An efficient technique to determine a company’s performance is to analyze CAC along with Lifetime Value or Monthly Recurring Revenue (MRR). Lifetime Value estimates how much income an account will bring in during its lifetime by continuing to buy or subscribe for a longer time. At the same time, MRR is the measurement of revenue creation by month.
To calculate the CAC, you can divide the overall cost of customer acquisition (cost of sales and marketing) by the total number of customers acquired over a specific period of time to arrive at CAC. There are two ways to determine CAC effectively: simple and complex.
CAC = Total marketing campaign costs related to acquisition (MCC) ÷ Total customers acquired (CA)
CAC = (MCC + Wages associated with marketing and sales + The cost of all marketing and sales software + Any additional professional services used in marketing/sales + Overhead) ÷ CA
3. Lifetime Value of a Customer (LTV)
Don’t forget to calculate the lifetime value of each customer (LTV). That way, you’ll know how much profit each one brings in over time and whether it’s worth investing in acquiring more customers.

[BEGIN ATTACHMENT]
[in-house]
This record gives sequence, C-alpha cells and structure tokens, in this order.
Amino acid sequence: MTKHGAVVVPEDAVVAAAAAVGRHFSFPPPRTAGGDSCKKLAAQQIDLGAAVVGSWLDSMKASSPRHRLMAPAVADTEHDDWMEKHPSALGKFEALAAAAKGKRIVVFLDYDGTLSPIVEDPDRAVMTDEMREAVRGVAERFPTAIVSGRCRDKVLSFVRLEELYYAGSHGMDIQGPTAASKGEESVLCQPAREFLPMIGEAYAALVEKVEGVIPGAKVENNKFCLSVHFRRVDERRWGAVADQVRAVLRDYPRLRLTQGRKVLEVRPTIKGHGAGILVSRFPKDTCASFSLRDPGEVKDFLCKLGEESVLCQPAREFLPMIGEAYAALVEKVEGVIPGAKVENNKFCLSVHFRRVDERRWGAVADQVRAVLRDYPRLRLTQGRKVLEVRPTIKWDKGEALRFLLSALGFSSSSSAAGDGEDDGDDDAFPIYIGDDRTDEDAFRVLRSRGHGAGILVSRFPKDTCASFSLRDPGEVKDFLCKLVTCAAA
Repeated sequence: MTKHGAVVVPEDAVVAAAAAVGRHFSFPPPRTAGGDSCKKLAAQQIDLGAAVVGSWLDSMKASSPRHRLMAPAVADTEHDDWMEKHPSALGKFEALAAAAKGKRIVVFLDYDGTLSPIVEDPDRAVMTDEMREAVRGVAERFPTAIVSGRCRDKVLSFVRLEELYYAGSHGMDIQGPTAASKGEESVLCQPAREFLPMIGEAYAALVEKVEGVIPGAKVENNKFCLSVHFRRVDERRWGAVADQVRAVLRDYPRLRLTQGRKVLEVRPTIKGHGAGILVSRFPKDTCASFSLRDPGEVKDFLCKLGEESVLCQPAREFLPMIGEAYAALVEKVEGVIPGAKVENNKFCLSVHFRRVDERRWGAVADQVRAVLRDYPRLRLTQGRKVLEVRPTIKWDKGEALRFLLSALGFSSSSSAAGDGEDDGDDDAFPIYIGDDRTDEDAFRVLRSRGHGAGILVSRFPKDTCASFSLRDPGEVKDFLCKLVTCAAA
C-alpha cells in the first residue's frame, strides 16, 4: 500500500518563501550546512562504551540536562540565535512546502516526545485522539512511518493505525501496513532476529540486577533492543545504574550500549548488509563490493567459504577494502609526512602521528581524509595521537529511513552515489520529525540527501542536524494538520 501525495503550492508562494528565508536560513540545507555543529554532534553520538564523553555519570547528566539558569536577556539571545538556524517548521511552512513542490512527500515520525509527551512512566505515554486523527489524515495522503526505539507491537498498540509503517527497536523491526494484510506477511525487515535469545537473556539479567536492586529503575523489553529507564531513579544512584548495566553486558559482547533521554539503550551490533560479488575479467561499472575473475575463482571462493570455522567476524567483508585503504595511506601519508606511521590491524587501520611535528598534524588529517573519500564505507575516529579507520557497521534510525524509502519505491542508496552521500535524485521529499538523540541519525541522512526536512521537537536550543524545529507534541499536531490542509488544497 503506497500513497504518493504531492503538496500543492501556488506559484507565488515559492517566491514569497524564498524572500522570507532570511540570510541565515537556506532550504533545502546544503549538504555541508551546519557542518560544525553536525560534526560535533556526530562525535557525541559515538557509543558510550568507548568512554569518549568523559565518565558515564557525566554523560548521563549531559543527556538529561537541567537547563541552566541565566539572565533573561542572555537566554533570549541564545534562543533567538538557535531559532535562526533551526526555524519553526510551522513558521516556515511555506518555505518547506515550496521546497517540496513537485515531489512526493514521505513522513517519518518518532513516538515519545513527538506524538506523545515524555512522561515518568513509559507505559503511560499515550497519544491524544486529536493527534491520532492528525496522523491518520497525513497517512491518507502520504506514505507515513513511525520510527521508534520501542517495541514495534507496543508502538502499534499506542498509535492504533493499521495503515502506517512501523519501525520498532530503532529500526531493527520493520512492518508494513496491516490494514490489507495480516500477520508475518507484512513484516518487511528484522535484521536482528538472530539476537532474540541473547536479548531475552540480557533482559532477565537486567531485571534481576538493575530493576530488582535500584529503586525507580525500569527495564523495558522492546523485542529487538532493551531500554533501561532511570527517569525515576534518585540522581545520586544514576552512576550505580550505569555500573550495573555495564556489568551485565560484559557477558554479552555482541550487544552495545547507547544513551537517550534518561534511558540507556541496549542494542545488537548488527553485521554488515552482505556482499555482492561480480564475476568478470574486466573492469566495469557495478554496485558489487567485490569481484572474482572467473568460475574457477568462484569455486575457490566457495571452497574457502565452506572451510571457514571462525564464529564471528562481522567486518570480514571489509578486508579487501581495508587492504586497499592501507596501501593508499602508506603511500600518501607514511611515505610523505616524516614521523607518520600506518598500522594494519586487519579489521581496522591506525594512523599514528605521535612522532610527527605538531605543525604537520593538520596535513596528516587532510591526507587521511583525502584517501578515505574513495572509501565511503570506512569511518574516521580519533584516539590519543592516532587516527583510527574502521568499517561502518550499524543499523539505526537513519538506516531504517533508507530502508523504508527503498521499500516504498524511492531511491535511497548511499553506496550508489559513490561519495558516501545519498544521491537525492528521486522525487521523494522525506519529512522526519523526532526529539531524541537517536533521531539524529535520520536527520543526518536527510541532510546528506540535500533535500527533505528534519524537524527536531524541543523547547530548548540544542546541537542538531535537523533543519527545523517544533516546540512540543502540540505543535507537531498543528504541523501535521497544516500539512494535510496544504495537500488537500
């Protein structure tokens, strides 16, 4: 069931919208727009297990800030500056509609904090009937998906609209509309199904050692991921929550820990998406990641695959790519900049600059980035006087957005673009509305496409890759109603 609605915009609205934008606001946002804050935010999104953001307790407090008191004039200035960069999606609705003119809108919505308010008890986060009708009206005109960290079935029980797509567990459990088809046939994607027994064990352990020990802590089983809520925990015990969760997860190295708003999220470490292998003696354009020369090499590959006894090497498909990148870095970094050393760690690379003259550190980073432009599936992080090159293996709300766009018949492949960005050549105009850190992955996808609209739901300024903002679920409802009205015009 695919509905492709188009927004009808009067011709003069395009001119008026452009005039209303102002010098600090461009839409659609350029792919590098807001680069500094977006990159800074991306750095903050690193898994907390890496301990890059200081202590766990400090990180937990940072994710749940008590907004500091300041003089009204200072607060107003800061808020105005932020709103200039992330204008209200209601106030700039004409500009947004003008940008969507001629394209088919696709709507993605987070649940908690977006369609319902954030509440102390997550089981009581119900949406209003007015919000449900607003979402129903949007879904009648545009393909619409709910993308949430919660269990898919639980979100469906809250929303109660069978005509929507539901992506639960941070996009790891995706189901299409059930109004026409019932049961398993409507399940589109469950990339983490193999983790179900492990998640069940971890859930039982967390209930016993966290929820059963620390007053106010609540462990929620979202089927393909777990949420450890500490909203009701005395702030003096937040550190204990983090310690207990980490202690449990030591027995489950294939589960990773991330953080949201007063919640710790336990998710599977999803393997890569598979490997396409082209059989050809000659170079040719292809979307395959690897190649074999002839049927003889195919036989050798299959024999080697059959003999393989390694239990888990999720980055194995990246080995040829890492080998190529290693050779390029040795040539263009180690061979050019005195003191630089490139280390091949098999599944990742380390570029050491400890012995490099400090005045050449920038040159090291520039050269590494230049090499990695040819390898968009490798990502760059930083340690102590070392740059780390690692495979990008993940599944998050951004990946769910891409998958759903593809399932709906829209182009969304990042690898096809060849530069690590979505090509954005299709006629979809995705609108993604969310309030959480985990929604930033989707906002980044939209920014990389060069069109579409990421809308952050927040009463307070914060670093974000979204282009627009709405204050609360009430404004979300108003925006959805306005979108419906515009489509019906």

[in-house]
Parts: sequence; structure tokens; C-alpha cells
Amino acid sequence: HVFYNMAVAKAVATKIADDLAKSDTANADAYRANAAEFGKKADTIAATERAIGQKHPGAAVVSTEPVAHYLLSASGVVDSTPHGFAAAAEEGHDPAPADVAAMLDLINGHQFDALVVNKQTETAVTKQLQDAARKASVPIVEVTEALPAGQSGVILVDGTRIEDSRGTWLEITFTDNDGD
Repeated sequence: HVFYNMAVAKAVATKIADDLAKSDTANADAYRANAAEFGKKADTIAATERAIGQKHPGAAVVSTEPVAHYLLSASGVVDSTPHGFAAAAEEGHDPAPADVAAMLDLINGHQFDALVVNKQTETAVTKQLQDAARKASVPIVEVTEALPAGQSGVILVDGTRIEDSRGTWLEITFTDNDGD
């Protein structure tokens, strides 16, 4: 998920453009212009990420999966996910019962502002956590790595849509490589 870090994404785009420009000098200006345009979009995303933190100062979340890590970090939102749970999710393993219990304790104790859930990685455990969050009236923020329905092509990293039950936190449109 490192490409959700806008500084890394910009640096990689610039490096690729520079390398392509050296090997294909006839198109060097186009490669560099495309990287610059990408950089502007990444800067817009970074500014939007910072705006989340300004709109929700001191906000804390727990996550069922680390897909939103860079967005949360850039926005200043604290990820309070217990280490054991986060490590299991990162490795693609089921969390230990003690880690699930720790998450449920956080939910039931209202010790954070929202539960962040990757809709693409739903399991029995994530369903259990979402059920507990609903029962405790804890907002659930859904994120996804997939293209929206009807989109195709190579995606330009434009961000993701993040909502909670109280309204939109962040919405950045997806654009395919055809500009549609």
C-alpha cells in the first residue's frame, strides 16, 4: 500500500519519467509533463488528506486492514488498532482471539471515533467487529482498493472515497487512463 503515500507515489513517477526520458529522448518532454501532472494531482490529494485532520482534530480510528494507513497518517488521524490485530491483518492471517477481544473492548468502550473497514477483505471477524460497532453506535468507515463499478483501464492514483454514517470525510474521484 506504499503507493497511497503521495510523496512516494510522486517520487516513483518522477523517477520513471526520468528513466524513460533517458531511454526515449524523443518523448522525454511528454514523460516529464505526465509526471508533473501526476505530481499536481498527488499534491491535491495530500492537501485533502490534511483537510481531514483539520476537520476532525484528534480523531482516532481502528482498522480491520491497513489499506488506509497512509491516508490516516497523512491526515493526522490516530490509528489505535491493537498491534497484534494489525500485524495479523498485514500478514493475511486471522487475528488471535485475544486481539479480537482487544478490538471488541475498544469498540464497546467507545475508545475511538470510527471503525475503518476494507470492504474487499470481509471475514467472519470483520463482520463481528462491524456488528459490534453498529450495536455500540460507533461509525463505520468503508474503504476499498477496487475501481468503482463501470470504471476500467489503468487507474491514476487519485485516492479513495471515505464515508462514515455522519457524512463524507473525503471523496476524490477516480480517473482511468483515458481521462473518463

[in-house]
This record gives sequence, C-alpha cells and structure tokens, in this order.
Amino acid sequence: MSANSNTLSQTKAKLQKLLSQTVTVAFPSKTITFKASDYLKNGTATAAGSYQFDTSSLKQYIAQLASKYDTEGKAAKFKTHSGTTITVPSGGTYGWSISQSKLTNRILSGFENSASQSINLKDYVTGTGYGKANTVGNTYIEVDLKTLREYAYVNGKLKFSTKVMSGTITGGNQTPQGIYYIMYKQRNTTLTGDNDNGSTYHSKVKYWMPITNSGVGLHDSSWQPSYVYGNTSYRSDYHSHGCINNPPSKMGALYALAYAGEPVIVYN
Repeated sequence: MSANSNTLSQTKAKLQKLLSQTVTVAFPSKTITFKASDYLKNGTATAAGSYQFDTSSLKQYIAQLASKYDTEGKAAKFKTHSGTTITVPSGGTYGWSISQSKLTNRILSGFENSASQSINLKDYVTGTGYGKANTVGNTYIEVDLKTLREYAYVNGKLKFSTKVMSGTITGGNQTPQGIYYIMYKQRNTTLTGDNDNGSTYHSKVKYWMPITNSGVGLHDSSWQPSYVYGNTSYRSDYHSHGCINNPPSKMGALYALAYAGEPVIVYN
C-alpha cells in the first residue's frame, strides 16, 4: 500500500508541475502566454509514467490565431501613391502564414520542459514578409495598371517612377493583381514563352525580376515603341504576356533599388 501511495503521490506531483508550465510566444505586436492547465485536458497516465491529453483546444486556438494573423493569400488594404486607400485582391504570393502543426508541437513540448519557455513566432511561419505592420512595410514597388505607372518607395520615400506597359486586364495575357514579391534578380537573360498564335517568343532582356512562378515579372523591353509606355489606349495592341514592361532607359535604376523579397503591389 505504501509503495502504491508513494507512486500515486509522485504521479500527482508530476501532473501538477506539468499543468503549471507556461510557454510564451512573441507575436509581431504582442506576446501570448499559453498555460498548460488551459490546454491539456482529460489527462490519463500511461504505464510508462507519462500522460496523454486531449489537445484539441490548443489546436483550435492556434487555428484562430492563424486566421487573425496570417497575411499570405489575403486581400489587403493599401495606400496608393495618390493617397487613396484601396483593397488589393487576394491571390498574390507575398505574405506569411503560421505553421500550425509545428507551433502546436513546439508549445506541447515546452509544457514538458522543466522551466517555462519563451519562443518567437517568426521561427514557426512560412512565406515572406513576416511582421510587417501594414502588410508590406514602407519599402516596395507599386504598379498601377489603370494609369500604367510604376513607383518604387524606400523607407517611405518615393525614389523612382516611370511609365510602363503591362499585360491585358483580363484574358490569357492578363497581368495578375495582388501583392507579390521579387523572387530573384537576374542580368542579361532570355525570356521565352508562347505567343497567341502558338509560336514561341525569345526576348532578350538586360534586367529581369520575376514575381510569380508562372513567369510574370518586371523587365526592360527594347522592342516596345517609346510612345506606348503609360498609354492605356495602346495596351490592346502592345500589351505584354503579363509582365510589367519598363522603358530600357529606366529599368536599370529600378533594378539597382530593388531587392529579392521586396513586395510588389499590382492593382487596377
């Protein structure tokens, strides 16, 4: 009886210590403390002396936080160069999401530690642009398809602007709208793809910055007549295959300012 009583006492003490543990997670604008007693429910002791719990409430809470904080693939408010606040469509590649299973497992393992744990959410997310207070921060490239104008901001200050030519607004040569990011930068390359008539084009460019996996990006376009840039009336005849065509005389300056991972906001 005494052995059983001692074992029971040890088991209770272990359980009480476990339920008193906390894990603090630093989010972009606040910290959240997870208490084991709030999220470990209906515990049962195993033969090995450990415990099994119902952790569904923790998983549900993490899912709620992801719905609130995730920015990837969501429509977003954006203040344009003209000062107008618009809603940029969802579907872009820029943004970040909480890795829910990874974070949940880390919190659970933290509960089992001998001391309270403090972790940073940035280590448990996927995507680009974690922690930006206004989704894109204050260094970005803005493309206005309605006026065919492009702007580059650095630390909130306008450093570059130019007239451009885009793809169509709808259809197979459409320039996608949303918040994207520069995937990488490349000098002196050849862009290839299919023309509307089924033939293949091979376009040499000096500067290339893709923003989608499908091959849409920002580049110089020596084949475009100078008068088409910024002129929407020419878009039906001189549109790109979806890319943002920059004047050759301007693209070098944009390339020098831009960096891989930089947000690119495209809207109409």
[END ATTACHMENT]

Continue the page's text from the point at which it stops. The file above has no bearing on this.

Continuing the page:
LTV, or lifetime value, estimates the typical revenue a customer will produce over the course of their relationship with a business. This idea of a customer’s “worth” can and should guide a company’s economic choices about its marketing budget, resources, profitability, and projections. Along with MRR (Monthly Recurring Revenue), it is a crucial measure in subscription-based business models.
There are various methods for calculating lifetime value. In the case of a subscription business, a straightforward technique is to divide your churn rate by the average monthly sum anticipated from each customer (the rate at which you lose customers each month).
4. Churn Rate